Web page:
The report also reiterates the FTC’s opposition to pay-for-delay deals and corresponding support for H.R. 1706.

P.S. The InVivo blog says there’s convergence on “biosimilars” over  “generic biologics” and “follow-on biologics” as the nomenclature of choice (presumably “subsequent-entry biologics” loses too), so I’m running with it.

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Canada’s First Subsequent Entry Biologic!

Guest post from Jill Daley, part of our all-star life sciences team at Ogilvy:

Today, Sandoz Canada announced that Health Canada has granted it a market authorization for Omnitrope™.

This announcement marks the approval of the first subsequent entry biologic (SEB, also known as a “follow-on biologic” (FOB) in the U.S. or a “biosimilar” in the EU) of a previously approved recombinant biotechnology drug by Health Canada.

Omnitrope™ has received similar treatment in the United States and in Europe where it has been approved as a “follow-on protein” and a “biosimilar”  respectively.

Interestingly, today’s announcement came less than one month following Health Canada’s issuance of the Draft Guidance for Sponsors: Information and Submission Requirements for Subsequent Entry Biologics.  The Ogilvy Renault bulletin analyzing the draft guidance is here.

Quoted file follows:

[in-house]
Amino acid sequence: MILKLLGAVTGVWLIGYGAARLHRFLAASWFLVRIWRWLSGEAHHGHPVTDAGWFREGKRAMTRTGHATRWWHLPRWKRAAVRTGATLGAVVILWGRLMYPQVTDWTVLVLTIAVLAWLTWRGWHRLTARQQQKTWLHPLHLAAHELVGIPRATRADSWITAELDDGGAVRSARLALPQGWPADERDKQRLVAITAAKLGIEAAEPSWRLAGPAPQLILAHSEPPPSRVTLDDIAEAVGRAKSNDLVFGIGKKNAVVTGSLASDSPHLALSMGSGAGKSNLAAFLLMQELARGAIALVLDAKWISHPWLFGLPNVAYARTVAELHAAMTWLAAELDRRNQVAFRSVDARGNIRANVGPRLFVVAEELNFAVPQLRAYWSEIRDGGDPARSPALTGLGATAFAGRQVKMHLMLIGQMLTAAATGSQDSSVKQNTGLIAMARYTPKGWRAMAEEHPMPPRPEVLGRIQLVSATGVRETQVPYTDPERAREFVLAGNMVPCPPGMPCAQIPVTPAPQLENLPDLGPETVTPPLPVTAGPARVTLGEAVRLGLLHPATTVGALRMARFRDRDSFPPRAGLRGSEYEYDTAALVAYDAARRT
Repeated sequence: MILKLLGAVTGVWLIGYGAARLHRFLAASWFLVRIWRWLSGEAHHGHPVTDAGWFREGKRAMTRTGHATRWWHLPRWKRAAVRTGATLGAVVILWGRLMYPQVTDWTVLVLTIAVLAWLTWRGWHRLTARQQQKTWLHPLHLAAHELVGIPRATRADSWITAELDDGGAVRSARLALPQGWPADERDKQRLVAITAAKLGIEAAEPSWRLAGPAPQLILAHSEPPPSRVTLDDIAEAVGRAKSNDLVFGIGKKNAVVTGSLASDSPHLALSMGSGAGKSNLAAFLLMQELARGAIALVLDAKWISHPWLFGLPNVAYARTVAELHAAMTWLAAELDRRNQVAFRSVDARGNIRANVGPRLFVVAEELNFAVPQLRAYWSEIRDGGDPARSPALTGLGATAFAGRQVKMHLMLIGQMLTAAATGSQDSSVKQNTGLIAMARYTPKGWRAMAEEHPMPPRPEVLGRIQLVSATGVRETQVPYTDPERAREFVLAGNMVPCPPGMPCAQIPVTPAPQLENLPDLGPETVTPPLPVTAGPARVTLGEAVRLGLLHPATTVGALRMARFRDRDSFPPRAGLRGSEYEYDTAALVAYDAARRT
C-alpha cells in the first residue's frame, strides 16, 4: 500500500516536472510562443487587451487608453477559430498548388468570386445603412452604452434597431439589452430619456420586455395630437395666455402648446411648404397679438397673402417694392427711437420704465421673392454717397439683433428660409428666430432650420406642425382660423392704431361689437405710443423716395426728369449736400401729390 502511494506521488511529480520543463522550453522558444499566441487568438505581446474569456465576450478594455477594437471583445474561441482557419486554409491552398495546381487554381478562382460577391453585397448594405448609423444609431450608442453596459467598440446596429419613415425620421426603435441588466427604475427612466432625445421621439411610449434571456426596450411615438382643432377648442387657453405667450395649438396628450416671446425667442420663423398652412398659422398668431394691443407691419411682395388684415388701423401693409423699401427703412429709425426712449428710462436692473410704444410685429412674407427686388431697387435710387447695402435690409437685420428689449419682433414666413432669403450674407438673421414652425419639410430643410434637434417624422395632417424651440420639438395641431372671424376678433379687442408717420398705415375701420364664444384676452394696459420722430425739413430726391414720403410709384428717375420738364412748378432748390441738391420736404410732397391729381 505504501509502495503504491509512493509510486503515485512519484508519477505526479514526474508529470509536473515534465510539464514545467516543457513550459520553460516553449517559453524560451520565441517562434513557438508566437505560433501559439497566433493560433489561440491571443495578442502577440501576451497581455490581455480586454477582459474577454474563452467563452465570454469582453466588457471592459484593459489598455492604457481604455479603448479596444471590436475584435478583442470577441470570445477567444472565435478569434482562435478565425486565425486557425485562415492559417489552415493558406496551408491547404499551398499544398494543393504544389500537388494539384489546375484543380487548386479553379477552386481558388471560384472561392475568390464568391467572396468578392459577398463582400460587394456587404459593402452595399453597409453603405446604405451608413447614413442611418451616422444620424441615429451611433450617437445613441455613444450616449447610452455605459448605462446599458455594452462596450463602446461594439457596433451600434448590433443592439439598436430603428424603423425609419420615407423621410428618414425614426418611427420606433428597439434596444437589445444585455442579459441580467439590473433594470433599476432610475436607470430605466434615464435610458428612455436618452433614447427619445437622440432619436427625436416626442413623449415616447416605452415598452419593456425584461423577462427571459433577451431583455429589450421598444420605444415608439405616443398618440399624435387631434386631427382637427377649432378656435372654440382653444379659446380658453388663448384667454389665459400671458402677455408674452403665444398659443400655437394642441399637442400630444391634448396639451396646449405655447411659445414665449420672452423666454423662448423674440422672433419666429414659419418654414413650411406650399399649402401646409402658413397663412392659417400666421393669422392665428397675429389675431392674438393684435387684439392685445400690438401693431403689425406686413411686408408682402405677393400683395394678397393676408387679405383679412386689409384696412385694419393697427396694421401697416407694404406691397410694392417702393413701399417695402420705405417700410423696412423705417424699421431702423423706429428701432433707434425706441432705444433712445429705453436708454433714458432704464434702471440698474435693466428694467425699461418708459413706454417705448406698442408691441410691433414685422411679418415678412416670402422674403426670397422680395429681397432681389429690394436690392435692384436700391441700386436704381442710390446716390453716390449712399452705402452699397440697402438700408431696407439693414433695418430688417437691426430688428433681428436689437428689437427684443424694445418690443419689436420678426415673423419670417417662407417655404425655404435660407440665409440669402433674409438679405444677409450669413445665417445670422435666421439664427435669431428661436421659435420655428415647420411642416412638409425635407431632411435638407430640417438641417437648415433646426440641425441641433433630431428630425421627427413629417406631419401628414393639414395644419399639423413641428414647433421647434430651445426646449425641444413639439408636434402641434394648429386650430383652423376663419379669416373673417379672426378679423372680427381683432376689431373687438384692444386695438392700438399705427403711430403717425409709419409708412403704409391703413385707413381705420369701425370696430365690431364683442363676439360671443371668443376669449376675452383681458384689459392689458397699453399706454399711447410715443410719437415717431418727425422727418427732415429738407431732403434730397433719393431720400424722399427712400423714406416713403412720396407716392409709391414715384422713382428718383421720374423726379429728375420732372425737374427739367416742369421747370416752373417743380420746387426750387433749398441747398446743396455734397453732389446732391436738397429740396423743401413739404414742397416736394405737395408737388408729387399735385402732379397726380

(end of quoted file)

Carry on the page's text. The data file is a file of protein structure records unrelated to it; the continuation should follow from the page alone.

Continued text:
The draft guidance is open to consultation until May 26, 2009. Interested stakeholders are invited to submit written coments via email (BGTD_PPD_DPP@HC-SC.GC.CA), mail or fax (613-952-5364).

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Wednesday Brain Dump: Two of Everything! Edition

Two Camels!  Dolly the cloned sheep, meet Injaz the cloned camel.

Two R&D Heads!  The combined Pfizer-Wyeth will have Mikael Dolsten heading up the newly created BioTherapeutics Research Group and Martin Mackay heading up the small molecule PharmaTherapeutics Research Group.  (Two CapitalLetters!)  The In Vivo Blog has a podcast interviewing both.

Two VA Initiatives!  In addition to the electronic medical records initiative we mentioned earlier this week, the Department of Veterans Affairs is also setting up a large cohort genetic study that will establish a database of genetic information from patients that will be linked to the participants’ electronic health records.  This is great news for personalized medicine because it will ensure that the EHR standard that comes out of the VA project will accomodate and utilize individualized genotypic data.

Two R’s, Two L’s, Two B’s!  G. Steven Burrill (two r’s, two l’s, one b) says he’s confident he can raise $1 billion (there it is!) to develop the Pine Island biotechnology project and a private equity/venture capital fund, which will support development of new technologies out of the Mayo Clinic and the University of Minnesota, among others.

Two Guidance…s!  Health Canada issued a finalized version of a Guidance Document on data protection (only applicable to qualifying innovative drugs that received an NOC on or after June 17, 2006) AND a revised version of the draft Guidance Document on Subsequent Entry Biologics, (which includes a 6-year data protection period).  More to come on this.